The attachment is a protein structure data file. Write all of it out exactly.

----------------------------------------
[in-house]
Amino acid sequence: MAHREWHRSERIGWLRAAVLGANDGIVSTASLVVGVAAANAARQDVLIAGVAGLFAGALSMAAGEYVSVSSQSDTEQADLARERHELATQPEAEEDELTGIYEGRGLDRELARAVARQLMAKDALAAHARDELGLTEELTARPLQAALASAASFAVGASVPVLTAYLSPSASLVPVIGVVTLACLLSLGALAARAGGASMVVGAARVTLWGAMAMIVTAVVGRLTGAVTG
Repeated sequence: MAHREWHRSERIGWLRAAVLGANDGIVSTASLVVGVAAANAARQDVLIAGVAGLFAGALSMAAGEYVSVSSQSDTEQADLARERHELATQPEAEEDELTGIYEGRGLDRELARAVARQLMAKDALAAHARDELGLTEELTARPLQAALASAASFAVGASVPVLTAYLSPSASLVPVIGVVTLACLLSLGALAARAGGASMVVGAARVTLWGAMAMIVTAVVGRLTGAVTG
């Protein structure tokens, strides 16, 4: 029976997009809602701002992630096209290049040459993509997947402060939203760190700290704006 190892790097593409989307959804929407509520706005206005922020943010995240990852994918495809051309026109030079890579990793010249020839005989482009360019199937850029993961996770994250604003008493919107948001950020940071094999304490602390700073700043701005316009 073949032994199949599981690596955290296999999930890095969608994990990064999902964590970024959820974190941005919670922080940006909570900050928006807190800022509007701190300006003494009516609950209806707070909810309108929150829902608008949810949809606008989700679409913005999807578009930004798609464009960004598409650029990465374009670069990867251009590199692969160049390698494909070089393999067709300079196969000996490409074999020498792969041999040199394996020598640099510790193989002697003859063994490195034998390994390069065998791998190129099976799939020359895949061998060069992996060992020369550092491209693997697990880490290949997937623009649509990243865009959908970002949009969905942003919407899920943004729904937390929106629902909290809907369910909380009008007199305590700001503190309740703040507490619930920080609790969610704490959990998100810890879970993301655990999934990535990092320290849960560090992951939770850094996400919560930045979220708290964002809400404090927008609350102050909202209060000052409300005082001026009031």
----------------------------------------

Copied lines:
[in-house]
Amino acid sequence: MAHREWHRSERIGWLRAAVLGANDGIVSTASLVVGVAAANAARQDVLIAGVAGLFAGALSMAAGEYVSVSSQSDTEQADLARERHELATQPEAEEDELTGIYEGRGLDRELARAVARQLMAKDALAAHARDELGLTEELTARPLQAALASAASFAVGASVPVLTAYLSPSASLVPVIGVVTLACLLSLGALAARAGGASMVVGAARVTLWGAMAMIVTAVVGRLTGAVTG
Repeated sequence: MAHREWHRSERIGWLRAAVLGANDGIVSTASLVVGVAAANAARQDVLIAGVAGLFAGALSMAAGEYVSVSSQSDTEQADLARERHELATQPEAEEDELTGIYEGRGLDRELARAVARQLMAKDALAAHARDELGLTEELTARPLQAALASAASFAVGASVPVLTAYLSPSASLVPVIGVVTLACLLSLGALAARAGGASMVVGAARVTLWGAMAMIVTAVVGRLTGAVTG
């Protein structure tokens, strides 16, 4: 029976997009809602701002992630096209290049040459993509997947402060939203760190700290704006 190892790097593409989307959804929407509520706005206005922020943010995240990852994918495809051309026109030079890579990793010249020839005989482009360019199937850029993961996770994250604003008493919107948001950020940071094999304490602390700073700043701005316009 073949032994199949599981690596955290296999999930890095969608994990990064999902964590970024959820974190941005919670922080940006909570900050928006807190800022509007701190300006003494009516609950209806707070909810309108929150829902608008949810949809606008989700679409913005999807578009930004798609464009960004598409650029990465374009670069990867251009590199692969160049390698494909070089393999067709300079196969000996490409074999020498792969041999040199394996020598640099510790193989002697003859063994490195034998390994390069065998791998190129099976799939020359895949061998060069992996060992020369550092491209693997697990880490290949997937623009649509990243865009959908970002949009969905942003919407899920943004729904937390929106629902909290809907369910909380009008007199305590700001503190309740703040507490619930920080609790969610704490959990998100810890879970993301655990999934990535990092320290849960560090992951939770850094996400919560930045979220708290964002809400404090927008609350102050909202209060000052409300005082001026009031």